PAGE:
What do we want?

I was thinking today….what are we looking for when we are here blogging? Opening our thoughts to the world?
Do we want unconditional support? Hard love? Truth? Exeprience? A magic solution to addiction? If only I had one…
Perhaps it’s all of the above.
I try to bring to my blog a sense of deep wonder and joy for the changes my life has gone through this year. 2013 was a dark time. I knew I needed to quit drinking, but I could not find a way to do it. I had know for years I probably drank too much, but in that last year it was the knowledge that my actions had crossed into compulsion, that I desperately wanted to be free of alcohol but couldn’t, that frightened me. Because I had ALWAYS been successful in the past when I wanted something.
I searched for help in various forms. I never really considered myself an alcoholic, I thought I had just developed some bad habits and needed to find a way to replace them with good ones. After all, I worked out every day, I had a high pressure job. I was functioning. I looked good on the outside.
I joined an online fitness coaching program, and I made very small pleas for help. I thought I wanted tough love. For someone to tell me exactly what to do and when. But my coach wasn’t one to carry a big stick. She encouraged me to look at my behaviours and try to see what was causing them, to understand why I did thing the way I did, to be kinder and gentler with myself.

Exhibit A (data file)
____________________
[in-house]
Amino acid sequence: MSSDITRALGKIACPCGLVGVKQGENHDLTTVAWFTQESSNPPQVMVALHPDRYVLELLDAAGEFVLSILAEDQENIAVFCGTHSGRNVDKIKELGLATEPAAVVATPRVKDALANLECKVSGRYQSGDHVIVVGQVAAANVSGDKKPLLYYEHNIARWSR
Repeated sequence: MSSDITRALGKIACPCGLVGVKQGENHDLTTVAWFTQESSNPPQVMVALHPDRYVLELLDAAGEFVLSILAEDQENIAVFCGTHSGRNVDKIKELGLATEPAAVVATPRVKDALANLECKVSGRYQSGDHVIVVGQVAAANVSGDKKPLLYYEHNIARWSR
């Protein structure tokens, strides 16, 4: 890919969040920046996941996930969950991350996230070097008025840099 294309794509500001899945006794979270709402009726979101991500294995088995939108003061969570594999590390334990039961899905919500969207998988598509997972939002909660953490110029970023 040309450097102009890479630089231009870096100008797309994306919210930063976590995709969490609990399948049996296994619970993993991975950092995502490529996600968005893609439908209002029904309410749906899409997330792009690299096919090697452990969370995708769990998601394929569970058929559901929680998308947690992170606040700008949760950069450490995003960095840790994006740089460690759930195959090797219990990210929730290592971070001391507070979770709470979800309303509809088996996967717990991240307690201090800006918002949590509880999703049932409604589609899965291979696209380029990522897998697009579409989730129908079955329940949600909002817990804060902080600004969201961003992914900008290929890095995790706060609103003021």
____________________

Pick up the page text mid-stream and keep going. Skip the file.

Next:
The truth is I wasn’t completely honest with her. I never told her I was addicted to alcohol. I didn’t even understand it myself. I never really explained the deep seated self-hatred and loathing that came with my failures to stick with my plans to quit. I downplayed how much I drank.
So she gave me the kinder, gentler path. And I continued to drink. Waiting for the right time to quit. When there were no parties, holidays, birthdays, excuses.
Over the year of coaching I did develop some pretty important self-awareness skills that have been unbelievably valuable this year. I also gained confidence in myself, so that when an opportunity to quit suddenly arose I took the leap of faith and grabbed it. And I have been holding on for dear life ever since.
My first few months were filled with uncertainty, anxiety, deep depression and fear. But somehow I knew that alcohol had caused a lot of those things, and that whatever happened, however broken I felt, drinking would not fix it.